Index to Chiropractic Literature
Index to Chiropractic Literature
My ICL     Sign In
Wednesday, May 27, 2020
Index to Chiropractic LiteratureIndex to Chiropractic LiteratureIndex to Chiropractic Literature
Share:

ICL Home


For best results switch to Advanced Search.
Article Detail
Return to Search Results
ID 21758
  Title Interrater reliability of the craniocervical flexion test in asymptomatic individuals - A cross-sectional study
URL http://www.ncbi.nlm.nih.gov/pubmed/21621726
Journal J Manipulative Physiol Ther. 2011 May;34(4):247-253
Author(s)
Subject(s)
Peer Review Yes
Publication Type Article
Abstract/Notes Objective: The objective of this study was to evaluate interrater reliability of the craniocervical flexion test (CCFT) on asymptomatic subjects.

Methods: A cross-sectional repeated-measures study design was used. Thirty asymptomatic subjects (15 men and 15 women; mean age, 33.7 years; range, 22-48 years) were recruited for the study. Subjects were positioned in supine lying with a pneumatic pressure sensor of the pressure biofeedback unit placed under the neck. Subjects performed 3 trials of craniocervical flexion with each trial consisting of 5 incremental stages (22, 24, 26, 28, and 30 mm Hg) guided through feedback from the pressure dial of the pressure biofeedback unit. All the trials were scored simultaneously by 2 raters. The outcome measure was the activation score—the maximum pressure (above baseline 20 mm Hg) that was achieved and held in a steady manner for 10 seconds. Intraclass correlation coefficient (ICC 3,1) was analyzed using the 2 repeated scores out of 3 trials for either rater.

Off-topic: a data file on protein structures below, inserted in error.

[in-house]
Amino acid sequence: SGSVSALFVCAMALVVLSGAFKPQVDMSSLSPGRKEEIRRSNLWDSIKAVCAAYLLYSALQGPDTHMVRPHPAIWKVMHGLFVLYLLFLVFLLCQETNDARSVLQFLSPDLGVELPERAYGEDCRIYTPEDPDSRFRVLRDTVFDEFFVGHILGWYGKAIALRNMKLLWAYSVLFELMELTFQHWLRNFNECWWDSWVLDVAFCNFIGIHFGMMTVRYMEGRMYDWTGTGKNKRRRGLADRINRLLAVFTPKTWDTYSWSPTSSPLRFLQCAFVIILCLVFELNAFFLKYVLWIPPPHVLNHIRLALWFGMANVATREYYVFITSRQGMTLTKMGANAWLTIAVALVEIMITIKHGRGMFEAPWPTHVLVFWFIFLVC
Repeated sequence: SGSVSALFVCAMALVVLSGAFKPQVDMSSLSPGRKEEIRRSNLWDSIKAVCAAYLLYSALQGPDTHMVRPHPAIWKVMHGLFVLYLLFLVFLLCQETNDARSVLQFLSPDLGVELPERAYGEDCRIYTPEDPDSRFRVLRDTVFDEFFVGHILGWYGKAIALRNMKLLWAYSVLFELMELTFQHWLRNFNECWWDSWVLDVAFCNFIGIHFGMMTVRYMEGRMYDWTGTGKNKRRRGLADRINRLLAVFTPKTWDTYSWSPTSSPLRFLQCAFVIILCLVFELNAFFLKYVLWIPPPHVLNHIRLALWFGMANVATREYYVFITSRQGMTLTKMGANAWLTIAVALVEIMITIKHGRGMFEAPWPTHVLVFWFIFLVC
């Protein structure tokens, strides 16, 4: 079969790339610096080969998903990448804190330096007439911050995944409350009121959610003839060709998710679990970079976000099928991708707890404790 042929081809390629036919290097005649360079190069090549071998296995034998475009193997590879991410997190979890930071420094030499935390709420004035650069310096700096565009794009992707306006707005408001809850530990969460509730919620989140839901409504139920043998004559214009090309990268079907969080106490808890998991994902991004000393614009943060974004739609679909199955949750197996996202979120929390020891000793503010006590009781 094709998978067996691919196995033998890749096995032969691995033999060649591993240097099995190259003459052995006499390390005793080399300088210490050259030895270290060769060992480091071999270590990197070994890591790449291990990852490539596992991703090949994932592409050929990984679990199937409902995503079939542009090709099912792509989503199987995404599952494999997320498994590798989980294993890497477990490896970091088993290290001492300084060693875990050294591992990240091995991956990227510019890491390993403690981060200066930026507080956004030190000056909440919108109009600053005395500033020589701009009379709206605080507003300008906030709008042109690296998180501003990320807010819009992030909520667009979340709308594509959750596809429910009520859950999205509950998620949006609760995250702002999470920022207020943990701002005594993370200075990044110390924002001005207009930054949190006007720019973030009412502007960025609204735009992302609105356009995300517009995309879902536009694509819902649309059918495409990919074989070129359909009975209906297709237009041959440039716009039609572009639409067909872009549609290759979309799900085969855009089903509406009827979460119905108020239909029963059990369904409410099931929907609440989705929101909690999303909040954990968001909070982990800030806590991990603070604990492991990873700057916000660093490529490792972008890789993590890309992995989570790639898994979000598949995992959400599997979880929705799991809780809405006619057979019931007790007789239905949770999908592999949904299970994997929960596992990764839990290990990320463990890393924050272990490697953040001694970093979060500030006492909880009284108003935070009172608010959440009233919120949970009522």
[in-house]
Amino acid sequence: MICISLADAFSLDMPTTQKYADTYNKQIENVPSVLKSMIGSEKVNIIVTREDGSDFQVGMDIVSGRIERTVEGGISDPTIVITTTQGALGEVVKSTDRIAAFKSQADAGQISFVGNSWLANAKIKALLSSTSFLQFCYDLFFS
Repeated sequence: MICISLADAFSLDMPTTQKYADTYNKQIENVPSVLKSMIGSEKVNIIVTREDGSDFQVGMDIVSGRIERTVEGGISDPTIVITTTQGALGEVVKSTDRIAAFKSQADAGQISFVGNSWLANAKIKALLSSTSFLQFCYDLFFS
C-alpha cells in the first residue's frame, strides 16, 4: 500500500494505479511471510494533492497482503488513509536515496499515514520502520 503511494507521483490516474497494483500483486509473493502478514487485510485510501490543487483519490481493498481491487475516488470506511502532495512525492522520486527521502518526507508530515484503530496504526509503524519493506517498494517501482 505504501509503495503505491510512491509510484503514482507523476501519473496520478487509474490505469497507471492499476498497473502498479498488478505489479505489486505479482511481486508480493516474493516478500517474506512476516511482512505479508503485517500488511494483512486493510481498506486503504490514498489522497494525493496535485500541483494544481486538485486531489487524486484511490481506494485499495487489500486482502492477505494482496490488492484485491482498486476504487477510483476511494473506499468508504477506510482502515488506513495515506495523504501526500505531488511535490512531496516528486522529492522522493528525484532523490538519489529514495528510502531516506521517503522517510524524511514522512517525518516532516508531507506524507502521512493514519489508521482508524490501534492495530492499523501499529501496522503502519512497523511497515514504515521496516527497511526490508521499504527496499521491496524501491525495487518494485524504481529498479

Results: Interrater reliability (ICC) for the CCFT was 0.91 (95% confidence interval, 0.83-0.96). There was a reasonable agreement on the Bland-Altman plot confirming high reliability of the test.

Conclusion: The study has shown high interrater reliability when 2 raters simultaneously scored the CCFT trials in asymptomatic individuals.

This abstract is reproduced with the permission of the publisher; full text by subscription. Click on the above link and select a publisher from PubMed's LinkOut feature.


   Text (Citation) Tagged (Export) Excel
 
Email To
Subject
 Message
Format
HTML Text     Excel



To use this feature you must register a personal account in My ICL. Registration is free! In My ICL you can save your ICL searches in My Searches, and you can save search results in My Collections. Be sure to use the Held Citations feature to collect citations from an entire search session. Read more search tips.

Sign Into Existing My ICL Account    |    Register A New My ICL Account
Search Tips
  • Enclose phrases in "quotation marks".  Examples: "low back pain", "evidence-based"
  • Retrieve all forms of a word with an asterisk*, also called a wildcard or truncation.  Example: chiropract* retrieves chiropractic, chiropractor, chiropractors
  • Register an account in My ICL to save search histories (My Searches) and collections of records (My Collections)
Advanced Search Tips